Quantcast
Environmental News for a Healthier Planet and Life
The Great Barrier Reef, where record-high sea temperatures in February caused its most widespread coral bleaching event. JAYNE JENKINS / CORAL REEF IMAGE BANK

Tropical coral reefs are at a critical tipping point, and we've pushed them there, scientists say. Climate change may now cause previously rare, devastating coral bleaching events to occur in tropical coral reefs around the globe on a 'near-annual' basis, reported The Guardian.

Read More Show Less

EcoWatch Daily Newsletter

Branching staghorn coral, acropora, is completely bleached during the 2017 coral bleaching event on the Great Barrier Reef. Picture was taken on Pixie Reef. Brett Monroe Garner / Moment / Getty Images

The Great Barrier Reef, a natural wonder that once teemed with life, just experienced a major coral bleaching event, according to scientists who conducted aerial surveys over hundreds of individual reefs, as The Guardian reported.

Read More Show Less
Half half bleached coral, great barrier reef. JAYNE JENKINS / CORAL REEF IMAGE BANK

Australian wildlife cannot catch a break.

Read More Show Less

Trending

A coral and fish community at the Great Barrier Reef, northeast of Port Douglas, Queensland, Australia, on Aug. 28, 2018. Francois Gohier / VWPics / Universal Images Group via Getty Images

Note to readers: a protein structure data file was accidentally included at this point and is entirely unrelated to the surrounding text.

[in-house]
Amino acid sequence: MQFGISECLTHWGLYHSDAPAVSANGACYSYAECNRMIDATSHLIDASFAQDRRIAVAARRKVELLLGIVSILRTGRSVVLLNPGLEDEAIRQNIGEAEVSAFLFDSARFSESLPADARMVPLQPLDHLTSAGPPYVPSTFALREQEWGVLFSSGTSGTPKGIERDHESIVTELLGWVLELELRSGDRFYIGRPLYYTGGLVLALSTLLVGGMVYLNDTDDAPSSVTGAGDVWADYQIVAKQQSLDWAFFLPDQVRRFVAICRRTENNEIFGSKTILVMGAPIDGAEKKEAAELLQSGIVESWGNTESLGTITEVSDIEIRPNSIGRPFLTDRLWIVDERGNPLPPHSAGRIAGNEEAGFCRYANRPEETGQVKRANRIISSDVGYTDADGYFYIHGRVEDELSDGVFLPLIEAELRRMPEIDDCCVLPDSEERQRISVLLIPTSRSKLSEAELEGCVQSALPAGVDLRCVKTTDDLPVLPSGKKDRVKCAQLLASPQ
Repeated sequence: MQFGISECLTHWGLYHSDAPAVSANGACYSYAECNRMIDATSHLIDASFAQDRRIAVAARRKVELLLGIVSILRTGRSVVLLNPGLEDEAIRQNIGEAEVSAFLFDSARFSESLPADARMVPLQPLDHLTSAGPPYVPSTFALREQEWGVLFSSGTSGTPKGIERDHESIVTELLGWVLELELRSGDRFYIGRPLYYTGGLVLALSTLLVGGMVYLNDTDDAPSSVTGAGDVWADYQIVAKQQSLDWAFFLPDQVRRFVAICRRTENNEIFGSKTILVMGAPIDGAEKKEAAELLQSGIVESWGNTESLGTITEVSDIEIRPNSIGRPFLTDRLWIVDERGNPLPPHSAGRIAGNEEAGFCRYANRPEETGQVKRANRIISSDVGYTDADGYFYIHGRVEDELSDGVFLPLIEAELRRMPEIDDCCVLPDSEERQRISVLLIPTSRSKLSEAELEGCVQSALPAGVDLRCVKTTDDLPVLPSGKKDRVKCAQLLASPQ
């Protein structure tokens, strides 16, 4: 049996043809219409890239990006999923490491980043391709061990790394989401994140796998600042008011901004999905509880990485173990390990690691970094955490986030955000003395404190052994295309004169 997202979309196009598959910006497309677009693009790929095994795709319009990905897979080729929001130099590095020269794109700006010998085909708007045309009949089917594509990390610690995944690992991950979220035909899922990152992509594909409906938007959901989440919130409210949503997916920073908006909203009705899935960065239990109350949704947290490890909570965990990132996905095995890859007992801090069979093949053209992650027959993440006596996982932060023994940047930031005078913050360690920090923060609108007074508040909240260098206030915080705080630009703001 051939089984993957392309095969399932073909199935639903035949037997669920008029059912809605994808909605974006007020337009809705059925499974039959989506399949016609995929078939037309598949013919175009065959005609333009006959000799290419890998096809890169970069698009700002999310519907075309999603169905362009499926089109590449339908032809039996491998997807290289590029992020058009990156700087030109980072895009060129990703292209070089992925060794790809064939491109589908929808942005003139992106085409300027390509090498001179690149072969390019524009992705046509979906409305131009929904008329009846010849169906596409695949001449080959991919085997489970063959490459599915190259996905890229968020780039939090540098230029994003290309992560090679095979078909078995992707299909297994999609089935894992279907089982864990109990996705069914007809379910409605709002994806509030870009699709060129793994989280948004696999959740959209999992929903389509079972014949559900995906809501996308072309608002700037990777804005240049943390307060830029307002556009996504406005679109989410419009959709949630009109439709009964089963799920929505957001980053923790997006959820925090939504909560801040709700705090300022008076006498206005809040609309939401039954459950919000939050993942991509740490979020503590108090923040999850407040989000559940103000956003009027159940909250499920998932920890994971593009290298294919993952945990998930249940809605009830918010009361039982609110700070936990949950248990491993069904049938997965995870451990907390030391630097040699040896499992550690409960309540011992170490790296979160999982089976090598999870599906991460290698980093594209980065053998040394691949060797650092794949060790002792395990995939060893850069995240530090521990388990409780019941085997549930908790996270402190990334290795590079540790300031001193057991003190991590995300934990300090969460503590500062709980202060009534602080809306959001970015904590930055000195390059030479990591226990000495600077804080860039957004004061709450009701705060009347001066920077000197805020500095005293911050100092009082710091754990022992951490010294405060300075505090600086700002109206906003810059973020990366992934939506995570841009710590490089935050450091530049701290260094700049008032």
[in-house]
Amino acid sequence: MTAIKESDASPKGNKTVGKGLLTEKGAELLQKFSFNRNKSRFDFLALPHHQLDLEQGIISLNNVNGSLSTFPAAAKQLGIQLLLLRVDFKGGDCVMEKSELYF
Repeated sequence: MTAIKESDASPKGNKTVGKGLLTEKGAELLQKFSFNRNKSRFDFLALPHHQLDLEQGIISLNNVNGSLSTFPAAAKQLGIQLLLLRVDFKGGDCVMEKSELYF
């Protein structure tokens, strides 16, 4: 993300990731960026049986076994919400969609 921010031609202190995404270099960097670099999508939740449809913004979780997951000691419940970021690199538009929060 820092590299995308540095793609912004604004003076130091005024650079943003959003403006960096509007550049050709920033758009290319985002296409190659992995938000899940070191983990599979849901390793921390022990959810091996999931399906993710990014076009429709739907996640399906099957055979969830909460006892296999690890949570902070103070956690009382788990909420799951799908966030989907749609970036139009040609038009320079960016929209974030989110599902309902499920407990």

Researchers released a sobering study this week showing that all of the world's coral reefs may be lost to the climate crisis by 2100.

Read More Show Less
A scientist treats coral impacted by stony coral tissue loss disease. Brian Walker / Nova Southeastern University / NOAA

Scientists are racing to save coral reefs off the coast of St. Thomas in the U.S. Virgin Islands from a virulent, deadly disease, Reuters reported Thursday, taking the unusual step of removing infected coral from the reef.

Read More Show Less
Sponsored
The pumice raft as seen from space on Aug. 13. NASA Earth Observatory

Could an undersea volcanic eruption help the Great Barrier Reef recover from coral bleaching?

Read More Show Less

Coral reef in Belize.

XL CATLIN SEAVIEW SURVEY / THE OCEAN AGENCY

Hope may be on the horizon for the world's depleted coral reefs thanks to scientists who successfully reproduced endangered corals in a laboratory setting for the first time, according to Reuters.

Read More Show Less

Trending

Lizard Island, Great Barrier Reef. The Ocean Agency / Xl Catlin Seaview Survey

Marine heat waves are increasing in frequency, duration and intensity, which spell trouble for corals, according to new research from scientists working at the Great Barrier Reef.

Read More Show Less

mevans / E+ / Getty Images

The federal agency that manages the Great Barrier Reef issued an unprecedented statement that broke ranks with Australia's conservative government and called for urgent action to reduce greenhouse gas emissions, according to the Guardian.

Read More Show Less
Lesions (white) eat into the tissue of maze corals on Flat Cay reef, near St. Thomas in the U.S. Virgin Islands. The lesions are caused by a new and deadly disease that's spreading through the Caribbean. Marilyn Brandt

Marine biologists are dealing with a mystery. What's killing the coral reefs in the Caribbean?

Read More Show Less
Sponsored